Blogging creates a sense of community amongst commenters by giving them a topic, TV show or news item to discuss. These discussions help form a community in the commenting section of blogs, which can be helpful and nurturing or funny and acerbic.
My favorite site to talk, discuss and make funny jokes with other commenters is The Onion’s AV Club, or more specifically, the TV section of the site (called, of course, TV Club). This section is currently edited by Todd VanDerWeff (TVDW), who has encouraged a culture that is reader- and commenter-focused.
Here are several key reasons, besides quality writing, why I believe this is such a successful blog.
Writers who are also active commenters: I got so excited when TVDW replied to one of my comments! Really, the writers are so passionate about TV that several of them get actively involved in the comments section, responding to queries and defending their writing. I haven’t seen all of the writers comment as much as Todd and some others, but that is probably because they are freelance writers who have other time commitments.
Controversial writing: Some people might say this kind of writing is comment-bating, but I love the challenging essays incite anger and passion. Todd writes most of these. Two of my favorites are “How Girls challenges the masculine expectations of ‘good tv'” (written after TVDW became increasingly frustrated at the sexist comments in his Girls recaps) and “How the live-action cartoon Suburgatory became one of TV’s best dramas”. I think the way he uses the word “how” at the start of these posts is very interesting. He is making a declaration, a statement he will support in the essay with lots of research and specific references to the shows themselves.
The Girls piece also references thirteen current and past shows that the site recaps, therefore giving notifications for those thirteen shows. This drives traffic to the essay, and potentially, more comments.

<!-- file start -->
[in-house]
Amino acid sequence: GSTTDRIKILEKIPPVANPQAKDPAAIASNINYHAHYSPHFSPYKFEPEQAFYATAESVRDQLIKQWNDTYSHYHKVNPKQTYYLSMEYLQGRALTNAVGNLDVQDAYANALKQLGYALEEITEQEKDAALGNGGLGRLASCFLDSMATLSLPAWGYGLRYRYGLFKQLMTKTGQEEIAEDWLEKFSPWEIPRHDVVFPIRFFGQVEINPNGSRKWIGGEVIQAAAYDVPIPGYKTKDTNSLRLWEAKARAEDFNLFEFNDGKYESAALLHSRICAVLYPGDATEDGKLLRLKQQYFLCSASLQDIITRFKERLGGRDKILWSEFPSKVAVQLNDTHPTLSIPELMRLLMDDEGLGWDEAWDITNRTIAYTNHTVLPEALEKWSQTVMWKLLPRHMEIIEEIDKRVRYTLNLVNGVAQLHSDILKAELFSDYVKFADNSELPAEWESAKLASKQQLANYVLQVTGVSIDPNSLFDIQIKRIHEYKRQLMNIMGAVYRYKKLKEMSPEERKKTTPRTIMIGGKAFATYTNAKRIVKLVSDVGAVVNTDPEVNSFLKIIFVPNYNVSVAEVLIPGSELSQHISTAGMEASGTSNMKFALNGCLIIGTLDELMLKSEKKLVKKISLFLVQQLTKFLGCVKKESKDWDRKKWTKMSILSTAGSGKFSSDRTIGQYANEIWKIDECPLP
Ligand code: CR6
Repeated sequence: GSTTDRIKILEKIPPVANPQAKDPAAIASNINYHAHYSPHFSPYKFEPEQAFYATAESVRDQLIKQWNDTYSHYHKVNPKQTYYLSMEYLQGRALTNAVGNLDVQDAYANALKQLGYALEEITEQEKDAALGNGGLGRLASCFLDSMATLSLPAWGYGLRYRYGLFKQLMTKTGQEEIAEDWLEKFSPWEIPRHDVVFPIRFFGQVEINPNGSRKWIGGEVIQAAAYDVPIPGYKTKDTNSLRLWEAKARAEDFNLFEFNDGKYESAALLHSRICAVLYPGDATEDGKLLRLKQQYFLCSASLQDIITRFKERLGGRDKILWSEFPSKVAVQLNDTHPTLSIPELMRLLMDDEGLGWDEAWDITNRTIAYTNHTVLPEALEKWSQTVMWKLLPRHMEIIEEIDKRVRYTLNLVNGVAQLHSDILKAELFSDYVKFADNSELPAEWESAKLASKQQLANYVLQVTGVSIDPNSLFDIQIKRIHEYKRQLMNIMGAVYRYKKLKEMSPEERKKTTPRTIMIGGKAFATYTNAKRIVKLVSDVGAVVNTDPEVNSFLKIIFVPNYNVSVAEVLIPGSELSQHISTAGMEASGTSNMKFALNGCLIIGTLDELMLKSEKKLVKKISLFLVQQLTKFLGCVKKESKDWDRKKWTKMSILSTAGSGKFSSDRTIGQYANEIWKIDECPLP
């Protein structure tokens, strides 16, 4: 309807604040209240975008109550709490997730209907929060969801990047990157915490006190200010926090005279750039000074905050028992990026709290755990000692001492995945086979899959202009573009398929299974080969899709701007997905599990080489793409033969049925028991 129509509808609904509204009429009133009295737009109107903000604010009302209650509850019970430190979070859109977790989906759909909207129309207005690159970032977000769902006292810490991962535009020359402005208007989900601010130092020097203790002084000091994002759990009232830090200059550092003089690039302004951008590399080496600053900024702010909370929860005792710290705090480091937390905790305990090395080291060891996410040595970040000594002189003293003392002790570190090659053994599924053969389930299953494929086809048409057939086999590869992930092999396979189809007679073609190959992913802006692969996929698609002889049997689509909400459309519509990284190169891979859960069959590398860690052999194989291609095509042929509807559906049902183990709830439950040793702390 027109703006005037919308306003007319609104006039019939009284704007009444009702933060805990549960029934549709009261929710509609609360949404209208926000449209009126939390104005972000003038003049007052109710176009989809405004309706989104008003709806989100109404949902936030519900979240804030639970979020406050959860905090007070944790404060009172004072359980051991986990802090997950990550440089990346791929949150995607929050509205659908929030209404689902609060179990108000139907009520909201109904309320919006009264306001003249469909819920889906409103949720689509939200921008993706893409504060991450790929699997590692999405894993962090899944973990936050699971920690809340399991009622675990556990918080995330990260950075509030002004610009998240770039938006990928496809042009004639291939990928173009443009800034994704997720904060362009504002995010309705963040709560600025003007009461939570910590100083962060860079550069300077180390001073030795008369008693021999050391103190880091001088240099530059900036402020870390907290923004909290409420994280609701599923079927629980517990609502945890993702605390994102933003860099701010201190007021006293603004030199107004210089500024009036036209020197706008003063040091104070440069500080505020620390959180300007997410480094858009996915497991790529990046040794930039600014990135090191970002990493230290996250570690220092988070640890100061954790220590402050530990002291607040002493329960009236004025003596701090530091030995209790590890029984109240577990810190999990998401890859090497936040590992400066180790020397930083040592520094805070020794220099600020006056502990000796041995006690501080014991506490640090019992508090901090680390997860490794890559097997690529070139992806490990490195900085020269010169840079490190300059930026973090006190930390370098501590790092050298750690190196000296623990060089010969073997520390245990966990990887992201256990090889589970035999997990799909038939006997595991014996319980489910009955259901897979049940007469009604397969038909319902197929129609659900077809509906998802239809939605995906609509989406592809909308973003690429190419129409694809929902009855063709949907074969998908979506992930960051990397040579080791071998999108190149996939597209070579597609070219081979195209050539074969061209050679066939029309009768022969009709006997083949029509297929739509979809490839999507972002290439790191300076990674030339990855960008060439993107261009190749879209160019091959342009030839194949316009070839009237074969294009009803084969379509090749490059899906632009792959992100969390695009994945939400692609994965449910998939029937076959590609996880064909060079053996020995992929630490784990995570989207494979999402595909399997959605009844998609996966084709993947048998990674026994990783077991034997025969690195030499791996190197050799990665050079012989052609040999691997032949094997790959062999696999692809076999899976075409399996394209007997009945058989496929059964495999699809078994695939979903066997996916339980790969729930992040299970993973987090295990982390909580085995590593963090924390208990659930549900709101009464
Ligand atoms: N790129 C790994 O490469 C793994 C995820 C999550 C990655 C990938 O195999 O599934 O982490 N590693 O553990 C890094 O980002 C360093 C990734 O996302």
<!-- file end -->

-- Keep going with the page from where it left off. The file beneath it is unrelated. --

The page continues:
Notifications (discussed elsewhere): These create awareness around shows the commenters already know and love. They likely already have something to say about the show since they just watched it.
Timing: Most TV shows give sites like TV Club advanced screeners so the reviewers can talk up the show on social media and post reviews shortly after the show ends (live reality shows, which the site generally doesn’t cover too well, are amongst the only exceptions). This way, the show is fresh in the commenters’ minds, and combined with the notification system, readers are sent to the recaps to read and comment.
Commenters themselves: AV Club commenters have a reputation as being the wittiest and snarkiest on the web. They often try to one up each other with jokes. I love to read the comments about my favorite shows. For instance, Happy Endings reviews always devolve into a series of commenters quoting their favorite lines. Mad Men threads are full of thoughtful analysis and discussion. I haven’t read the books, but I have peeked at The Game of Thrones (Experts) recaps, where commenters compare the action in the show to what has happened in the George R.R. Martin books in great detail. And it’s totally fascinating.
Comprehensive writing: TV Club combines news articles with recaps and features, creating a comprehensive site. Therefore, the readers and commenters don’t need to go to many other sites, except to read reviews of reality shows and other programs the site does not cover for various reasons (not enough viewership, writers/commenters not passionate enough about it).
Community of Community
This AV Club post on Community from December of 2011 has over 39K comments. Community seems to have the most fervent fans online and it shows in the number of comments of every post. Editor Todd Van Der Weff dared commenters to reach 10K comments, which would have been a record (the other most popular shows, Mad Men and Game of Thrones, get 1000-2500 comments per episode review). But they kept talking–about themselves, about the show they really love, making random funny comments the site is known for–and are STILL TALKING. The post has grown into a living, changing organism that is itself its own community (no pun intended with the show). Connectivist theory